The El Niño/Southern Oscillation (ENSO) phenomenon, the most consequential year-to-year fluctuation of the Earth's climate system anchored in the tropical Pacific Ocean, profoundly influences global weather and climate patterns, ecosystems, and worldwide food production.
El Niño and La Niña events, the warm and cold phases of the ENSO, respectively, exhibit considerable inter-event differences with respect to their amplitudes, spatial structures, and temporal evolutions (known as complex ENSO behaviors) . One of the complex ENSO behaviors arises from the diverse temporal evolutions, which can be characterized as transitional single-year or successive multi-year ENSO events. For example, some ENSO events rapidly decay after their peak and transition to the opposite phase in the following year, resulting in a transitional single-year event. Others, however, do not decay after their peak but linger or re-intensify in the following year, producing a successive multi-year event . The multi-year event can be further divided into a lingering or re-intensified type according to its decaying evolution pattern . Understanding the diverse ENSO evolution patterns and their underlying mechanisms has been a central topic for ENSO research in the past decade, as the ability to precisely predict whether an ENSO event will terminate shortly after one year or last two years or longer is of global importance.
Unlike most El Niño events, which typically have a short lifetime within a year, roughly more than half of La Niña events (43‒70%) persist for two years or longer, becoming a multi-year La Niña. There have also been increased occurrences of La Niña events that persist for multiple years since the 1990s, including not only double-dip La Niña (events that last two years) but also triple-dip La Niña (events that last three years), like the latest event that began in September 2020. Studies have shown that these multi-year La Niña events can be particularly impactful, as they exert more severe climate impacts or shifts in anomaly patterns than single-year La Niña events. For instance, they cause consecutive droughts in the southern United States during boreal winter , extreme warm temperatures over Korea and Japan during boreal summer [5,6] torrential rain and floods in eastern Australia during austral winter and spring , and pronounced zonal shifts in Antarctic sea ice concentration anomalies during austral winter . Therefore, researchers have focused on gaining a better understanding of the dynamics that govern the temporal evolution of La Niña, with a greater emphasis on studying the mechanisms behind the formation of multi-year La Niña events.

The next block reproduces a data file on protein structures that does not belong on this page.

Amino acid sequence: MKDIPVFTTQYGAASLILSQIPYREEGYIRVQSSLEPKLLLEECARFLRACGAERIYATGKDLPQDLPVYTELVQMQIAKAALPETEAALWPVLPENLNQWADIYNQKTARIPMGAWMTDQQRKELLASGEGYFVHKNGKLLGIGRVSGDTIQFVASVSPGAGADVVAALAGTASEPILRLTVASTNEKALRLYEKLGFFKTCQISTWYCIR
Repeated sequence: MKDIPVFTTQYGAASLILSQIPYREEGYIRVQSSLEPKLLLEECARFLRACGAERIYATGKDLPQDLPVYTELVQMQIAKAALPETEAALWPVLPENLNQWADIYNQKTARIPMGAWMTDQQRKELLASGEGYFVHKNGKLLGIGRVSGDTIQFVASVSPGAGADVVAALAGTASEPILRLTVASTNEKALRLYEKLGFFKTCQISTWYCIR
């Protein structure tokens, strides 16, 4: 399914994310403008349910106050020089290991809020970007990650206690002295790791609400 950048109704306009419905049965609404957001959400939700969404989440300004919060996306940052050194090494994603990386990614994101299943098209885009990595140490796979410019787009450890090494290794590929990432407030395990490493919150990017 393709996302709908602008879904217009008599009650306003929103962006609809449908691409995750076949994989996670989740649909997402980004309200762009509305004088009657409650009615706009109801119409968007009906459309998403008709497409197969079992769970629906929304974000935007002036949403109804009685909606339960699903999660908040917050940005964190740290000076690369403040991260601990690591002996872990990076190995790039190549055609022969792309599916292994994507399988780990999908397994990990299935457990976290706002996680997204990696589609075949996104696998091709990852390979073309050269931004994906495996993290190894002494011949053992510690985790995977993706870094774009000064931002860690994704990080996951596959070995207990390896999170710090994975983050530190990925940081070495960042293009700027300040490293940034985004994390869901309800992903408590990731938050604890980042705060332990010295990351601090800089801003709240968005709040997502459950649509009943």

The latest multi-year La Niña event, spanning from 2020 to 2022, has drawn significant attention from the climate research community. This is because, apart from being the first triple-dip event of the 21st century, the event was not preceded by a strong El Niño but by a very weak one, which contradicts traditional views emphasizing the significance of a preceding strong El Niño. This raises the following science question: Is a preceding strong El Niño required to generate multi-year La Niña events?
In this study, we analyze various observational data covering the 20th century (1900‒2022) and demonstrate that the role of preceding strong El Niño has been overemphasized, as the majority of multi-year La Niña events did not actually require a strong El Niño in the preceding year (events in the blue shaded circle as shown in Fig. 1; left). Instead, we identify that the mechanism associated with a negative North Pacific Meridional Mode (PMM)  following the first La Niña, which involves two-way interactions between tropical ENSO and subtropical PMM, plays a crucial role in these events (as shown in Fig. 1; right).
Our proposed mechanism, referred to as the PMM mechanism, can operate independently without the need for the existence of a preceding strong El Niño and is applicable not only to double-dip but also to triple-dip La Niña events. Consequently, it provides a comprehensive explanation for the generation of multi-year La Niña events, regardless of the El Niño conditions in their preceding years. Unlike most prior studies that considered PMM as merely a secondary adjustment to the primary oceanic discharge-recharge process associated with the preceding strong El Nino, we place direct emphasis on the subtropical ENSO dynamics linked to PMM as the foremost and crucial mechanism in generating multi-year La Niña events.
These findings of the study contribute significantly to advancing our understanding of ENSO dynamics. Furthermore, they bear substantial socio-economic relevance, particularly in light of the intense and prolonged climate impacts associated with multi-year La Niña events.